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United States v. White

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Brief Fact Summary. Government authorities, through the use of an informant, secretly recorded conversations with the Respondent, James A. White (the “Respondent”). The informant was not present during the trial, but the recorded conversations were admitted.

Synopsis of Rule of Law. The secret simultaneous (electronic) recording of conversations between an individual and government agents, without a warrant, does not violate the Fourth Amendment to the United States Constitution (“Constitution”).

Points of Law - Legal Principles in this Case for Law Students.

If the conduct and revelations of an agent operating without electronic equipment do not invade the defendant's constitutionally justifiable expectations of privacy, neither does a simultaneous recording of the same conversations made by the agent or by others from transmissions received from the agent to whom the defendant is talking and whose trustworthiness the defendant necessarily risks.

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Facts. Federal authorities, working with an informant, were able to electronically record conversations with the Respondent that were later used to convict the Respondent. Authorities used radio equipment to record several conversations, as well as personally overhearing the conversations. The electronic recordings were shared with other agents.

Issue. Whether the electronic recording of private conversations with the Respondent for the purpose of instantaneous dissemination with other agents violates the Fourth Amendment of the Constitution?

Held. The recordings do not violate the Fourth Amendment of the Constitution. The majority affirms that the Respondent cannot rely on the expectation that a conversation is private, and in doing so affirm a line of cases that upheld the seemingly private conversations recorded by government agents. The majority believes that it would be illogical to draw a line between conversations heard through agents without electronic recording and those without the electronic recording.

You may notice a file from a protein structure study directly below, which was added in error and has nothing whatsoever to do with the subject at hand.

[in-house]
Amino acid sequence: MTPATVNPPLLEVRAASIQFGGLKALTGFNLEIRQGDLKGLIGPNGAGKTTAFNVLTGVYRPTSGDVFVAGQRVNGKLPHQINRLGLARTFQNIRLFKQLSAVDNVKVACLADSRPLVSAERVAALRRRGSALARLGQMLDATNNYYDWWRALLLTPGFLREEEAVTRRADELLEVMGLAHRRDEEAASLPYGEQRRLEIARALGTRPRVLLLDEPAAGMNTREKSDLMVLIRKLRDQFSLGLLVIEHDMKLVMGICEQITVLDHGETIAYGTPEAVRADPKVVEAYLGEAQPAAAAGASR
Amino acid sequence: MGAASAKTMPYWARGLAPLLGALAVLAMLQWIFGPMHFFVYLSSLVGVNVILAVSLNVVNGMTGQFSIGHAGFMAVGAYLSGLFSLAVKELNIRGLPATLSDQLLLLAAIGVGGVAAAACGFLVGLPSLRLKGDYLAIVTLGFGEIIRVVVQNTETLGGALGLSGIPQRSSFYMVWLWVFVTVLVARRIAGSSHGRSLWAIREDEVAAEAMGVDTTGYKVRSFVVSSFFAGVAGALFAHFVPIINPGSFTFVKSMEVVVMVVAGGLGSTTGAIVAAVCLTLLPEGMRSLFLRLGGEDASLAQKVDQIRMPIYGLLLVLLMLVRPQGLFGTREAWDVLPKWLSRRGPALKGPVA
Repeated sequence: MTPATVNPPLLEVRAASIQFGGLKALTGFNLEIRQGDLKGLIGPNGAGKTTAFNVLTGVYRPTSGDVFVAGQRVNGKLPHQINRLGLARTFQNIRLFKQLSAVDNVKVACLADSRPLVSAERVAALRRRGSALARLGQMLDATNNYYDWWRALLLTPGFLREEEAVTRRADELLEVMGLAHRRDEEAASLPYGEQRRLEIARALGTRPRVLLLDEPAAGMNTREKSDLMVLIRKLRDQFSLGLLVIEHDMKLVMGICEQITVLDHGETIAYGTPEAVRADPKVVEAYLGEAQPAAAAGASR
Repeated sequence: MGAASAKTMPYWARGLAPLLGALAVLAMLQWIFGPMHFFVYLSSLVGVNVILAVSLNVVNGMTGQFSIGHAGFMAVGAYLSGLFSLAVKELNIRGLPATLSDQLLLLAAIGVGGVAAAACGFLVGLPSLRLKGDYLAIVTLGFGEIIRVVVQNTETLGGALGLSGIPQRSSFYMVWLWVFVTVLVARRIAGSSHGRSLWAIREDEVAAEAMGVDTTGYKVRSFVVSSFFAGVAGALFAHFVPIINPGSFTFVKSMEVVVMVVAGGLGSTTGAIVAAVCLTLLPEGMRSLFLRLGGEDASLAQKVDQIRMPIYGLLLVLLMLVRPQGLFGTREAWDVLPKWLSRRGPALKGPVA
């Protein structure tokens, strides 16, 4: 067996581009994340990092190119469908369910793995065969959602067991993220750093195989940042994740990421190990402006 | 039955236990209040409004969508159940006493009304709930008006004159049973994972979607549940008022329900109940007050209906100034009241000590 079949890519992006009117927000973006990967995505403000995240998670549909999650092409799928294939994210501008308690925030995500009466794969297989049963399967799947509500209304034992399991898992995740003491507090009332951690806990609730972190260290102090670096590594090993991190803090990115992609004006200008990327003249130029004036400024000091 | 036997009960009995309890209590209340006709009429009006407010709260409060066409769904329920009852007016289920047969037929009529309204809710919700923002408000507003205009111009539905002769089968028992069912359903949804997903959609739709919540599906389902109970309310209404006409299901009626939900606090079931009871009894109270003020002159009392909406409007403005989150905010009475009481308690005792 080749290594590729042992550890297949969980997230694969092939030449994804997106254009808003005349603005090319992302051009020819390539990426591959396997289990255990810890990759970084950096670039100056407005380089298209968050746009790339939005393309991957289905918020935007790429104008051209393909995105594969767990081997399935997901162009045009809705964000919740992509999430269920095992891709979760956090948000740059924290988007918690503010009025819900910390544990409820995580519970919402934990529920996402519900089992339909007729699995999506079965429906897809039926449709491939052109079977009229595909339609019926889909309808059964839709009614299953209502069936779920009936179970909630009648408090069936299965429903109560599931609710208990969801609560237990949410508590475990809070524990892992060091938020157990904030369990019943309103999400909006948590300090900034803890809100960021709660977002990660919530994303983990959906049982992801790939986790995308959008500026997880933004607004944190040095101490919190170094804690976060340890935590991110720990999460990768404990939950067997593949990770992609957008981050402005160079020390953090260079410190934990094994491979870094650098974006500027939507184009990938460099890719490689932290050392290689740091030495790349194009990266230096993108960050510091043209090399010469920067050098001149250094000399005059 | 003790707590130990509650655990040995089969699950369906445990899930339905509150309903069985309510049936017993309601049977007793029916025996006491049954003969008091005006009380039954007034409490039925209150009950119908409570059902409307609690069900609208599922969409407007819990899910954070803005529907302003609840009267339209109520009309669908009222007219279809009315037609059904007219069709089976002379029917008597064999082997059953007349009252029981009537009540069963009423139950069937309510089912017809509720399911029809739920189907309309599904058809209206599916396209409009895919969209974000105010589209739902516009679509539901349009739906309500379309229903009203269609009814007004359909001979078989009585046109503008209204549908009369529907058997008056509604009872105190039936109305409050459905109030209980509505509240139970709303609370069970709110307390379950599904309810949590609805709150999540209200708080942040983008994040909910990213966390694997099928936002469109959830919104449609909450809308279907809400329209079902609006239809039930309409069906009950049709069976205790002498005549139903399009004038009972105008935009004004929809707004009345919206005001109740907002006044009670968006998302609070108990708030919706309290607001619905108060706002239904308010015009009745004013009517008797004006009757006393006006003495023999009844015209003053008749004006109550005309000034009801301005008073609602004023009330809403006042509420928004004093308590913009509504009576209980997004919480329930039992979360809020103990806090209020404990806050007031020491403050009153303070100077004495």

Justice William Douglas (“J. Douglas”) dissented citing a concern for the dilution of an individual’s First Amendment constitutional rights.

Justice John Harlan (“J. Harlan”) dissented, believing that the burden on an innocent individual is too great when allowing monitoring without a warrant.

Justice Thurgood Marshall (“J. Marshall”) dissented, stating that On Lee, in light of Katz, is no longer good law.

Concurrence. Justice William Brennan (“J. Brennan”) concurred because he did not want to apply Katz retroactively, but he would consider On Lee and Lopez overruled.

Discussion. The majority notes that the decision stands whether or not the informer is available at trial because the availability of an informer is independent of the Fourth Amendment constitutional issue. The reasoning aligns the court with the prior On Lee decision. The majority strongly affirms On Lee while distinguishing the Katz decision. Notably, four justices disagreed with the majority opinion’s reasoning.

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